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Childhood obesity on the rise

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By David Liu

A new study in the June 26, 2009 issue of Academic Pediatrics found more children and adolescents now than ever have severe and morbid obesity.

The study showed the overall prevalence of body mass index which was equal to or greater than 99th percentile had increased more than 300% since 1976 and over 70% since 1994 in children aged 2 to 19.

Skelton JA from Wake Forest University School of Medicine, Winston-Salem, NC and colleagues analyzed nationally representative data from 12,384 US children and adolescents aged 2 to 19 who participated in the National Health and Nutrition Examination Survey (NHANES) II, III and 1999-2004.

They defined a body mass index that is equal to or more than 99th percentile as severe obesity and a BMI equal to or greater than 40 kg/m2 as morbid obesity.
 
They found in 1999 to 2004, 3.8 percent of children had a BMI in the equal to or greater than 99th percentile. More boys than girls suffered severe obesity. They also found 1.3 percent adolescents aged 12 to 19 suffered morbid obesity regardless of race and poverty.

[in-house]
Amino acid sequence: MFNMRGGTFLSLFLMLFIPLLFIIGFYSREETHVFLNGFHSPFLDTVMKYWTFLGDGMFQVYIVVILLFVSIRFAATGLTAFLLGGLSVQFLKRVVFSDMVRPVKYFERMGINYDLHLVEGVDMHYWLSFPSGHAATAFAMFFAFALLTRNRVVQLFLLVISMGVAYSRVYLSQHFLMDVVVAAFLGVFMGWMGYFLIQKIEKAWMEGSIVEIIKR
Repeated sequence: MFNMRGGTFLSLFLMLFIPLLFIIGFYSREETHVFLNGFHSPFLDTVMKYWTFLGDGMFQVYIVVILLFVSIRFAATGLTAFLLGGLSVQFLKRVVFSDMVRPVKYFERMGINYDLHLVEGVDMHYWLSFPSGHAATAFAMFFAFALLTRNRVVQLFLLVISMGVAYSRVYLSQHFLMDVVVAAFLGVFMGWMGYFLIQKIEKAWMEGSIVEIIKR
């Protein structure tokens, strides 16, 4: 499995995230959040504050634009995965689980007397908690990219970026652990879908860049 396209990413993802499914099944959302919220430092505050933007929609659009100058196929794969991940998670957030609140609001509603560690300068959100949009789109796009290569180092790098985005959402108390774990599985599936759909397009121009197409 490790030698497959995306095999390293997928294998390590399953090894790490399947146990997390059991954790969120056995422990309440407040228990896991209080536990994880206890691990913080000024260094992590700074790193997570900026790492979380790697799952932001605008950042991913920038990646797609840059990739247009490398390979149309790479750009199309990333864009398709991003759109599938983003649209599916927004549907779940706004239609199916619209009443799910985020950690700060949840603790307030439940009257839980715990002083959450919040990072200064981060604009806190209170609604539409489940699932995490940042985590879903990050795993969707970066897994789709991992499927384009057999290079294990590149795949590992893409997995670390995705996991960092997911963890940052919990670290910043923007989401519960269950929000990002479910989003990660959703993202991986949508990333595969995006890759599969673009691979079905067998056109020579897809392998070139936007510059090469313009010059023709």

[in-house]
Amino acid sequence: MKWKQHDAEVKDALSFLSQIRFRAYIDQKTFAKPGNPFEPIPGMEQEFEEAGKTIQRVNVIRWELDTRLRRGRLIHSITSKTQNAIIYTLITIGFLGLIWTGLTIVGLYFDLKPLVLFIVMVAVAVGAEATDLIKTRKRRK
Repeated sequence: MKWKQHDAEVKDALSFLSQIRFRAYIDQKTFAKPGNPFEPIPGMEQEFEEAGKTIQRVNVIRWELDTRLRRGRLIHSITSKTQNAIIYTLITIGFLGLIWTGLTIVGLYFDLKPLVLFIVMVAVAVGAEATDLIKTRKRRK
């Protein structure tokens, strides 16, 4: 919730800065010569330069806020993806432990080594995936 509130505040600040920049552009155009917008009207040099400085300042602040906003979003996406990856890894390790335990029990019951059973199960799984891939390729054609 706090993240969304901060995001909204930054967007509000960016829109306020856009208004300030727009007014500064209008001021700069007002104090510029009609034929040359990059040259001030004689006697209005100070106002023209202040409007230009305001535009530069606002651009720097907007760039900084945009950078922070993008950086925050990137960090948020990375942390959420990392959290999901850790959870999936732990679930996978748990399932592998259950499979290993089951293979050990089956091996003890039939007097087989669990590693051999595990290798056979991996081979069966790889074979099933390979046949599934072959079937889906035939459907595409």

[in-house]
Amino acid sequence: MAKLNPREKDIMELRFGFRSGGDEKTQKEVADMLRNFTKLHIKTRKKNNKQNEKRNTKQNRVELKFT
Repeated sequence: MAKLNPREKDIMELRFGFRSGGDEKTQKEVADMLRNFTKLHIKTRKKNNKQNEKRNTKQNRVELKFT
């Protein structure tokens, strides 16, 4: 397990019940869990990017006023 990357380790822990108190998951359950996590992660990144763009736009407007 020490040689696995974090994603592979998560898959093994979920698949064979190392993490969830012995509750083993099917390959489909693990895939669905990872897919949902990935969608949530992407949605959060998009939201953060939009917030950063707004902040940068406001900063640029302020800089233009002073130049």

Obesity prevalence was highest among blacks, followed Mexican Americans (5.7%) and whites (3.1%).

The researchers concluded "Rates of severe childhood obesity have tripled in the last 25 years, with significant differences by race, gender, and poverty. This places demands on health care and community services, especially because the highest rates are among children who are frequently underserved by the health care system."

The 2007 National Youth Risk Behavior Survey suggests that 13 % of U.S high school students were obese.

The following statement is cited from the U.S. Centers for Disease Control and Prevention.

The prevalence of obesity among children aged 6 to 11 more than doubled in the past 20 years, going from 6.5% in 1980 to 17.0% in 2006. The rate among adolescents aged 12 to 19 more than tripled, increasing from 5% to 17.6%.1 Obesity is the result of caloric imbalance (too few calories expended for the amount of calories consumed) and is mediated by genetics and health.2 Obese youth are more likely to have risk factors for cardiovascular disease (CVD), such as high cholesterol or high blood pressure. In a population-based sample of 5- to 17-year-olds, 70% of obese children had at least one CVD risk factor.3 In addition, children who are obese are at greater risk for bone and joint problems, sleep apnea, and social and psychological problems such as stigmatization and poor self-esteem.2,4 Obese young people are more likely than children of normal weight to become overweight or obese adults, and therefore more at risk for associated adult health problems, including heart disease, type 2 diabetes, stroke, several types of cancer, and osteoarthritis.4 Healthy lifestyle habits, including healthy eating and physical activity, can lower the risk of becoming obese and developing related diseases.2

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